Reinvigorating the domestic violence sector : systemically addressing conflict, power and practitioner turnover
Duthie, Debbie Lee (2012) Reinvigorating the domestic violence sector : systemically addressing conflict, power and practitioner turnover. PhD thesis, Queensland University of Technology.
The purpose of this exploratory Australian study was to consider methods of retaining skilled and experienced staff within the domestic violence sector. The antecedents that might influence turnover of practitioners were investigated and analysed. Antecedents broadly included the work-related factors, organisational factors and professional factors. The changing nature of the domestic violence sector was also examined, in particular, feminist identity and feminist practice frameworks. It became evident, however, that the primary reasons for the turnover of study participants can be described as parallel power processes. The concept of parallel power processes as developed through this research aims to capture how workplace behaviours can strongly mirror, or parallel, behaviours used by domestic violence perpetrators. As such, it appears that some domestic violence practitioners are experiencing their own abusive relationship, not within the confines of their home, but within their workplace. Additionally, parallel power processes are compounded by ineffective conflict management processes within the workplace. These concepts directly contribute to practitioners leaving their workplace and, sometimes, the sector.
This qualitative study utilised a feminist research epistemology and focused strongly on practitioners' stories. Interviews were undertaken with fifteen domestic violence practitioners from three services within South-East Queensland, Australia. Two sets of semi-structured interviews provided in-depth information based on practitioners‘ experiences of working within this specialised sector. Analysis was conducted using a thematic analytical frame, drawing attention to the key themes as mentioned above.
From these findings, it is suggested that in order to retain practitioners, domestic violence services must identify and address parallel power processes through effective conflict management processes. In an operational sense, it is recommended that education and training be undertaken within all staffing levels, in particular management committees. Lastly, it is recommended that the sector itself places greater attention on the re-invigoration of the feminist principles and philosophy that has traditionally guided the sector.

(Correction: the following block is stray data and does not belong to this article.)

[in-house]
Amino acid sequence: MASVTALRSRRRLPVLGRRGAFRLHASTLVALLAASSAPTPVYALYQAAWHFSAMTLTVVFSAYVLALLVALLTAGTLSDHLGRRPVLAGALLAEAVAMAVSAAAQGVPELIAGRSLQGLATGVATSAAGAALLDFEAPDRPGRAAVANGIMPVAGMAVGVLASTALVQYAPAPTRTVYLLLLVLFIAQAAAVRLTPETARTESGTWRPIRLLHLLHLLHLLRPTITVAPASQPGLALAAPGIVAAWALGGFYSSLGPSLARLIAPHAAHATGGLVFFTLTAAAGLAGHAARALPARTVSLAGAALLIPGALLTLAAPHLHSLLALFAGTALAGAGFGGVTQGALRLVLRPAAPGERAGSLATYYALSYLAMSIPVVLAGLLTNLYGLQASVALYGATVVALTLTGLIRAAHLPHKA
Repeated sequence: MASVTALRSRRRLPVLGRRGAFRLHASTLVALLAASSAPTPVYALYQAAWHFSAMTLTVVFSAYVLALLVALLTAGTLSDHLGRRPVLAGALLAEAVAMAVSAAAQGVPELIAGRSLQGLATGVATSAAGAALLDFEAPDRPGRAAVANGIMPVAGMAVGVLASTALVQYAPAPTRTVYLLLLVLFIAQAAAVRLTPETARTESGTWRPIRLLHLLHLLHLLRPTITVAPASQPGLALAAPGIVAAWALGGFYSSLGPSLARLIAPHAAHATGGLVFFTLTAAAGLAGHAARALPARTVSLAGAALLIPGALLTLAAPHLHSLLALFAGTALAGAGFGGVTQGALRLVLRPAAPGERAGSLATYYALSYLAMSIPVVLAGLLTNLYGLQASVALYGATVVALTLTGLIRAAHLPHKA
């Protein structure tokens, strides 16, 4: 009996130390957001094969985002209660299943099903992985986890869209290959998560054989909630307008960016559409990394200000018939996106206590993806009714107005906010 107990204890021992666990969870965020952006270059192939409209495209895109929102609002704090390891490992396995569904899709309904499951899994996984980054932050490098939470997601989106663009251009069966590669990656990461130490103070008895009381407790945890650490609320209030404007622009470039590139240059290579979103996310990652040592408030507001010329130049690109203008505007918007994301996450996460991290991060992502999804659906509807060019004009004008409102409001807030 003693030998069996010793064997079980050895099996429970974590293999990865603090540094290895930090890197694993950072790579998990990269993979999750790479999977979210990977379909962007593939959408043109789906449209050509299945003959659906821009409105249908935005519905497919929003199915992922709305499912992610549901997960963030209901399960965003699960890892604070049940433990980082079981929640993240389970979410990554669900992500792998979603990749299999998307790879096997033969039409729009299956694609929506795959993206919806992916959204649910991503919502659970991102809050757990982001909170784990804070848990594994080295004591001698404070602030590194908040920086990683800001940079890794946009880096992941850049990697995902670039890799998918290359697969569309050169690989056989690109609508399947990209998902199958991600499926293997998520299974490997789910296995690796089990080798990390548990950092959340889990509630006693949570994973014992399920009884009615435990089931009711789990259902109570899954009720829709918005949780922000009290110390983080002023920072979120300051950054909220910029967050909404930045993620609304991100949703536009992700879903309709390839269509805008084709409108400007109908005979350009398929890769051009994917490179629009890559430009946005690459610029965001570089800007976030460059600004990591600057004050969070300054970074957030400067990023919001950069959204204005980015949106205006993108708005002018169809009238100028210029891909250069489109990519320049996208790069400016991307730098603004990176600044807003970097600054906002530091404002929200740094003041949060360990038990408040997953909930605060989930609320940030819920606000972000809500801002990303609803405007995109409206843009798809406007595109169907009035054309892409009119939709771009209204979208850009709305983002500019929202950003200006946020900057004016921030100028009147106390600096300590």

Impact and interest:
Citation counts are sourced monthly from and citation databases.
These databases contain citations from different subsets of available publications and different time periods and thus the citation count from each is usually different. Some works are not in either database and no count is displayed. Scopus includes citations from articles published in 1996 onwards, and Web of Science® generally from 1980 onwards.
Citations counts from theindexing service can be viewed at the linked Google Scholar™ search.
Full-text downloads displays the total number of times this work’s files (e.g., a PDF) have been downloaded from QUT ePrints as well as the number of downloads in the previous 365 days. The count includes downloads for all files if a work has more than one.
|Item Type:||QUT Thesis (PhD)|
|Supervisor:||Burton, Judith, Best, Odette, & Lonne, Robert|
|Keywords:||parallel power processes, conflict, occupational stress, domestic violence sector, feminism, feminist practice|
|Divisions:||Current > QUT Faculties and Divisions > Faculty of Health
Current > Schools > School of Public Health & Social Work
|Institution:||Queensland University of Technology|
|Deposited On:||14 Aug 2012 03:09|
|Last Modified:||14 Aug 2012 03:09|
Repository Staff Only: item control page